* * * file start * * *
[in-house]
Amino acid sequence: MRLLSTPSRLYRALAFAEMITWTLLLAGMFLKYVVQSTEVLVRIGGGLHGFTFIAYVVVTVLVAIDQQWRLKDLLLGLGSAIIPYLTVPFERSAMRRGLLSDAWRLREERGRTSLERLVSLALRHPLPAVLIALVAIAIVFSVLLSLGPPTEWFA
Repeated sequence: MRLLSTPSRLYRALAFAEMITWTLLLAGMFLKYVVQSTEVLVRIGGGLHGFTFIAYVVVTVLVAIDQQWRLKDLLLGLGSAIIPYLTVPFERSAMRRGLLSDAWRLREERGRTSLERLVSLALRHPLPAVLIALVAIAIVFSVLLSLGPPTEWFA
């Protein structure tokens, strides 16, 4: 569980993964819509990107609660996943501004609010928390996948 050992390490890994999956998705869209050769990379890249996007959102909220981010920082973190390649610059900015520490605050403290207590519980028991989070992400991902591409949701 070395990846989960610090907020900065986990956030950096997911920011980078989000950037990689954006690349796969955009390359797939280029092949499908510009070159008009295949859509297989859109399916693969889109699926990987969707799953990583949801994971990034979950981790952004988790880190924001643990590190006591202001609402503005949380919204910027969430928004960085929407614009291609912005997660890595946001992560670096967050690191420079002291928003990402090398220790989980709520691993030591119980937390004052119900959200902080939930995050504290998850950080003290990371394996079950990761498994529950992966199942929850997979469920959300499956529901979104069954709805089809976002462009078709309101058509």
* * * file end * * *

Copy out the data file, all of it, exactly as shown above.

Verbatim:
[in-house]
Amino acid sequence: MRLLSTPSRLYRALAFAEMITWTLLLAGMFLKYVVQSTEVLVRIGGGLHGFTFIAYVVVTVLVAIDQQWRLKDLLLGLGSAIIPYLTVPFERSAMRRGLLSDAWRLREERGRTSLERLVSLALRHPLPAVLIALVAIAIVFSVLLSLGPPTEWFA
Repeated sequence: MRLLSTPSRLYRALAFAEMITWTLLLAGMFLKYVVQSTEVLVRIGGGLHGFTFIAYVVVTVLVAIDQQWRLKDLLLGLGSAIIPYLTVPFERSAMRRGLLSDAWRLREERGRTSLERLVSLALRHPLPAVLIALVAIAIVFSVLLSLGPPTEWFA
């Protein structure tokens, strides 16, 4: 569980993964819509990107609660996943501004609010928390996948 050992390490890994999956998705869209050769990379890249996007959102909220981010920082973190390649610059900015520490605050403290207590519980028991989070992400991902591409949701 070395990846989960610090907020900065986990956030950096997911920011980078989000950037990689954006690349796969955009390359797939280029092949499908510009070159008009295949859509297989859109399916693969889109699926990987969707799953990583949801994971990034979950981790952004988790880190924001643990590190006591202001609402503005949380919204910027969430928004960085929407614009291609912005997660890595946001992560670096967050690191420079002291928003990402090398220790989980709520691993030591119980937390004052119900959200902080939930995050504290998850950080003290990371394996079950990761498994529950992966199942929850997979469920959300499956529901979104069954709805089809976002462009078709309101058509």